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Easy Travel Photography Tips to Keep in Mind When Visiting A New Country by Natalia Raben

Photo by The Paper Boat Creative

Photo by The Paper Boat Creative

Traveling to another country and visiting new places can be scary for anyone. You always have to prepare for a lot of things when visiting a foreign place. When you're a photographer, you also have to consider the situation of your camera and photo shoots before you visit a new country.

When you're abroad you don't have the luxury of being able to carry all of your equipment around. Going through immigration can also be a hassle when you're carrying a lot of equipment. You can't bring everything along with you because of all the processing you have to go through just to bring your photography equipment. This means you have to bring only the essential equipment.

Taking photos while visiting a foreign place means you will prepare more than just your photography equipment. You have to consider that you will bring essentials to help you with your trip as well.

You might bring a small dictionary to help you practice a few basic phrases. You might bring a tablet with you to keep you entertained during the trip. There's a lot of equipment you might consider bringing so only bring the ones you need.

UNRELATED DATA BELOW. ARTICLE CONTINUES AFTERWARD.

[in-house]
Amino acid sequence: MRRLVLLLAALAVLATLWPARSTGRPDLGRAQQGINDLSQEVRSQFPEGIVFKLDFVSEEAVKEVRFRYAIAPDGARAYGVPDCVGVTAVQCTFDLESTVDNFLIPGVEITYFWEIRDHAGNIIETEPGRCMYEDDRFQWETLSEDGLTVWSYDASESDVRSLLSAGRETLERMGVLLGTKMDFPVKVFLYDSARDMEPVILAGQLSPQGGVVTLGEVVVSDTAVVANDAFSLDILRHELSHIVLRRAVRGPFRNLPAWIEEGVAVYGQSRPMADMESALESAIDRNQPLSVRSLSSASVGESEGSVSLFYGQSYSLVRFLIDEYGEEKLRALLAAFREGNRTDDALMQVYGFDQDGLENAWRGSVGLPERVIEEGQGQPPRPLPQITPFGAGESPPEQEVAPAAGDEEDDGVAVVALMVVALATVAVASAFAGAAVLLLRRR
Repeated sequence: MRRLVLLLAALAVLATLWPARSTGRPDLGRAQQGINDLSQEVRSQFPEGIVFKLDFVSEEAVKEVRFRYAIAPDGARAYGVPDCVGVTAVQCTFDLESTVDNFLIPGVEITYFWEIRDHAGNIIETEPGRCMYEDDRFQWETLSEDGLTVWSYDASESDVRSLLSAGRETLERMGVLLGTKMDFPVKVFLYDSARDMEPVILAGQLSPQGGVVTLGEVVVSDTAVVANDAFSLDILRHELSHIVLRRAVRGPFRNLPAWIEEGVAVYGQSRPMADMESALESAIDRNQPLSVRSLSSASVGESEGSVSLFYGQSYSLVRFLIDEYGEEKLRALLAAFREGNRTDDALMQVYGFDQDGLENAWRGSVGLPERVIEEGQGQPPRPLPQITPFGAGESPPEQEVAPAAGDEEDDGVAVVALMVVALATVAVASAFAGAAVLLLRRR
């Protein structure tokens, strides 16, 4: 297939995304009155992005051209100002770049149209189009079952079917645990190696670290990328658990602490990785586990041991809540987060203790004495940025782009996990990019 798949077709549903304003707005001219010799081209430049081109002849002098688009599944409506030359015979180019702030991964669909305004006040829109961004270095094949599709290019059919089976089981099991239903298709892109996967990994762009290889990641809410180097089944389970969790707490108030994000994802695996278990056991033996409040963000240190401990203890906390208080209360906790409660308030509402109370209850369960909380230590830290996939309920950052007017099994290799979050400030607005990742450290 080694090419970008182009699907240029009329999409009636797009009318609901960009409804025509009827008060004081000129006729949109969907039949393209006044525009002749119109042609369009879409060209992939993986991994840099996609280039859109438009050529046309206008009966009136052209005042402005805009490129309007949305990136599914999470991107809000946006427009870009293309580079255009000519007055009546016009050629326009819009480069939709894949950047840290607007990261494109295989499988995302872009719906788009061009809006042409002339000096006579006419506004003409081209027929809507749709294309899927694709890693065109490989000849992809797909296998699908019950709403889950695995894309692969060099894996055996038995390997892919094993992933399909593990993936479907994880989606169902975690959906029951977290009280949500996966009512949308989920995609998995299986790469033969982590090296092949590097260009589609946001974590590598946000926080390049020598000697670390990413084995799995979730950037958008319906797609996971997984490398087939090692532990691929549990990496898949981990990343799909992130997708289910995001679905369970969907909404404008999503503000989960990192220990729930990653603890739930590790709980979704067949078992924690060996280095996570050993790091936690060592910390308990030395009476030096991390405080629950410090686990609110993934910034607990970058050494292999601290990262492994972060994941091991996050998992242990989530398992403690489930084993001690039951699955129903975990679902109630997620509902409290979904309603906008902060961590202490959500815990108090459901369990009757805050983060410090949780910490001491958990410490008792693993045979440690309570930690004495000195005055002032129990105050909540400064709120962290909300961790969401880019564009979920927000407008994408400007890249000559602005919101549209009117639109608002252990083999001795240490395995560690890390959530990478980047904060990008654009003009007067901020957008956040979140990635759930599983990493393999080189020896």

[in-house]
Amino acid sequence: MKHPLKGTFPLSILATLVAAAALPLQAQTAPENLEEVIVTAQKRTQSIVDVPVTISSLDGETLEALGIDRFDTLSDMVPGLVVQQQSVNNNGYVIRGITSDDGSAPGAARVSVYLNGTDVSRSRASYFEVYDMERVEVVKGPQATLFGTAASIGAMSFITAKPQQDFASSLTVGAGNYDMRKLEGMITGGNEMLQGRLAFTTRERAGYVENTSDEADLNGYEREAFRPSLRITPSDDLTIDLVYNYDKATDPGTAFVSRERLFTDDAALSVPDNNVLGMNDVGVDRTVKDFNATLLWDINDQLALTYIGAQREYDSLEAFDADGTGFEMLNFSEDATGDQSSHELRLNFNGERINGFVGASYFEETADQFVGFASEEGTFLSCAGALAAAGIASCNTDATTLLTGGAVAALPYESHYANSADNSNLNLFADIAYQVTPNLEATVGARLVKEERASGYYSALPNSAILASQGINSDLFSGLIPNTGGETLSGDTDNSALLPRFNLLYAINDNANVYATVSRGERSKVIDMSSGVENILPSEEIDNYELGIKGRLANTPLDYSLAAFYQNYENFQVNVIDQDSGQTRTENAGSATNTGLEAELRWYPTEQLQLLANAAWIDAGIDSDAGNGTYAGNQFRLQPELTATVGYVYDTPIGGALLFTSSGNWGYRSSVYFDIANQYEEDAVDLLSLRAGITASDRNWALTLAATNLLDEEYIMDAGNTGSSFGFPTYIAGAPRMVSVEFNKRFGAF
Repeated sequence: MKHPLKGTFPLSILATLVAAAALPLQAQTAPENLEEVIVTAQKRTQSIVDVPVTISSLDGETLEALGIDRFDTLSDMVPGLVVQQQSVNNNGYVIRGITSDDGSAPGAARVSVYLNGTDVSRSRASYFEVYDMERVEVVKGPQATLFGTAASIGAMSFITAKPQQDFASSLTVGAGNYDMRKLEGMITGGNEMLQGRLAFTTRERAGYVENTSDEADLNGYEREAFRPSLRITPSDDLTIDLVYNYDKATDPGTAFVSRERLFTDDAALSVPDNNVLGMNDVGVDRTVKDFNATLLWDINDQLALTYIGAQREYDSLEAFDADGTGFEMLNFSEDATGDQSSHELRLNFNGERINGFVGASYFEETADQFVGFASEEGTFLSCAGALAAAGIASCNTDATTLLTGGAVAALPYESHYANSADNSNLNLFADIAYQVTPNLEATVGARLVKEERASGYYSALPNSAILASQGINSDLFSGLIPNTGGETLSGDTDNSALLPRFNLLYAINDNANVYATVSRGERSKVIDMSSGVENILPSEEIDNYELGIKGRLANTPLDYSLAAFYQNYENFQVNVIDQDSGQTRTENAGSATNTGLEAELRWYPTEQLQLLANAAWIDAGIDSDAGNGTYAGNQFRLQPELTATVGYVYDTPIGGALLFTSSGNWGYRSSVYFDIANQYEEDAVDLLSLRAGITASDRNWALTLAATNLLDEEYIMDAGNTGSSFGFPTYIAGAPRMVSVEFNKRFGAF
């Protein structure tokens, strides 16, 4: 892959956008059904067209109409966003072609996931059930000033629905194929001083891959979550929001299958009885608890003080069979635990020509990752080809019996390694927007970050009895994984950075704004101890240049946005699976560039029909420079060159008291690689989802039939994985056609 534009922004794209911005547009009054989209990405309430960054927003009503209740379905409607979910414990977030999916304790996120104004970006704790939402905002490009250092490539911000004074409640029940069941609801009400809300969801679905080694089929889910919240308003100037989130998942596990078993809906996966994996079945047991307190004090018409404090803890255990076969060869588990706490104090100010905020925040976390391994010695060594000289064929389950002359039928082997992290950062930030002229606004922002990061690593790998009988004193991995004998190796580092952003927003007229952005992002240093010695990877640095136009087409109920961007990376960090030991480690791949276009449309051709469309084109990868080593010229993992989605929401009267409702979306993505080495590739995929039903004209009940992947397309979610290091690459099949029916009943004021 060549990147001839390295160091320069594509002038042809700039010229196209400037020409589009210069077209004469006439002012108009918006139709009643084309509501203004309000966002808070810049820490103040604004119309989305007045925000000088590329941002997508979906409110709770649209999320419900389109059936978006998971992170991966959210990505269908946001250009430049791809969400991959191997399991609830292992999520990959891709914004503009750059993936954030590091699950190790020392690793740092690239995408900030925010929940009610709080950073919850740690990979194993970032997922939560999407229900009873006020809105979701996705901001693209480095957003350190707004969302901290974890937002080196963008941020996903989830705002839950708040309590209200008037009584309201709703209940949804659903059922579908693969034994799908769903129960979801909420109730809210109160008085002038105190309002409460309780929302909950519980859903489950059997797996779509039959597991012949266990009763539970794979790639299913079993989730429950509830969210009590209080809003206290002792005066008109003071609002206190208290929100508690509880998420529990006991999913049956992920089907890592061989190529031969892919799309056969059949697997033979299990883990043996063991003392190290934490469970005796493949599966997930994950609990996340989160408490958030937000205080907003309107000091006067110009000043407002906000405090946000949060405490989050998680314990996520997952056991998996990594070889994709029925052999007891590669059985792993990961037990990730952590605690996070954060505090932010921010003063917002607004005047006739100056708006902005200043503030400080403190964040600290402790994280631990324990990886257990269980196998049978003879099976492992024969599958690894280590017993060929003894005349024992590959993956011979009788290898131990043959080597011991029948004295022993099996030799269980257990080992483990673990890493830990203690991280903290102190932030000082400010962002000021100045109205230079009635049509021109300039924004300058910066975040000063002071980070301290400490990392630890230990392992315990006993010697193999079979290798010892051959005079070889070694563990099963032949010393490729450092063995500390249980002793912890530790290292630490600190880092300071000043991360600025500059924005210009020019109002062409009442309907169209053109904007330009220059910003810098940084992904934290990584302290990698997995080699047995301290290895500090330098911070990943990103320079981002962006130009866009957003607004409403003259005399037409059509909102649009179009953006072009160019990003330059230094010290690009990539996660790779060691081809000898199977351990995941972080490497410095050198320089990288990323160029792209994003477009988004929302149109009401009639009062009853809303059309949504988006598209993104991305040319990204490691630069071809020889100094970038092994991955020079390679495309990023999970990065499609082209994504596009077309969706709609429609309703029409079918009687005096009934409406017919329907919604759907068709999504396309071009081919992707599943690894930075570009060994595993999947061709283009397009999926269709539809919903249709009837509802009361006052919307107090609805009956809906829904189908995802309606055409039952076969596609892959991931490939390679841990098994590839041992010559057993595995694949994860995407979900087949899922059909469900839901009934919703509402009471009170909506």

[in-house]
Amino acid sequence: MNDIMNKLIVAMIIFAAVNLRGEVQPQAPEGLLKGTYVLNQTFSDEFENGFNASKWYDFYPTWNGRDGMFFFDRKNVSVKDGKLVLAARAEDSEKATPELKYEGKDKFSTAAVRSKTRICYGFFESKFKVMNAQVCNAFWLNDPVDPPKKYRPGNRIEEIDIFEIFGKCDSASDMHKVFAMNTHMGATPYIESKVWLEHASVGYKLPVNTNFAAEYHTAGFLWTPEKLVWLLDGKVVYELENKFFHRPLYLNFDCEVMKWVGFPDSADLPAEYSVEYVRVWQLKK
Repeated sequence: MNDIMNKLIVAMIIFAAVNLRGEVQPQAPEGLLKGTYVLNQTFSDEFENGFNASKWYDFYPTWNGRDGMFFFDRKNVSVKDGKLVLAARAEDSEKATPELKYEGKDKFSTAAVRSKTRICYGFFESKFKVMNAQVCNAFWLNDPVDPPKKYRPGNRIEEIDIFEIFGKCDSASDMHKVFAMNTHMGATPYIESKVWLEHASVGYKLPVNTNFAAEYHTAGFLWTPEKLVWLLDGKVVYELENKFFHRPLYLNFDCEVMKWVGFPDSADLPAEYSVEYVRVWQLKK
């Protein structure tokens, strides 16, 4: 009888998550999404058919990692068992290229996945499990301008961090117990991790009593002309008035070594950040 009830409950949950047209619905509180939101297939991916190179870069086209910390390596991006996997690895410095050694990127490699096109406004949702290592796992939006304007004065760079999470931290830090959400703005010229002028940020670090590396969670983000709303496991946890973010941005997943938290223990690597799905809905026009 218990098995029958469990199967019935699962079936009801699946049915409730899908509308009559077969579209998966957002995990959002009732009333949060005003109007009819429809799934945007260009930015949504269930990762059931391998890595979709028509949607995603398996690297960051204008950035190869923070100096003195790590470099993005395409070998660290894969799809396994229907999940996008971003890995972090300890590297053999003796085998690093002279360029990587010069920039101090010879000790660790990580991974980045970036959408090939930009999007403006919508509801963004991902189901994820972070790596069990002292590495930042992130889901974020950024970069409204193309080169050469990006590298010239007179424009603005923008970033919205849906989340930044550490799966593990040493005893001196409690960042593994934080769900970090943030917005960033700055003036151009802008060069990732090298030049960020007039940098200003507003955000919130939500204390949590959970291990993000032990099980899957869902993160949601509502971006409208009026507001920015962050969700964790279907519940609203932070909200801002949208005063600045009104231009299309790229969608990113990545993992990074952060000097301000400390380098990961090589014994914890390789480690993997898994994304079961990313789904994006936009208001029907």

Here are travel photography tips to keep in mind when visiting a new country:

1.    Know The Ins and Outs of Your Camera Before You Visit The Country

If you don't know how your camera works you'll be spending more time adjusting the settings of your camera instead of taking photos. Whether you are using a top of the line smartphone, a point and shoot camera or the fanciest DSLR, you should know how your camera works so you won't fumble with the camera during your trip.

You could end up with terrible looking photos because you weren't prepared to adjust the settings of your camera on the fly. Learn how to determine what kind of aperture, shutter speed and ISO value you should set for a sunny day compared to a cool, summer evening.

Knowing the inner workings of your camera will help you spend more time taking photos instead of learning how to adjust the settings.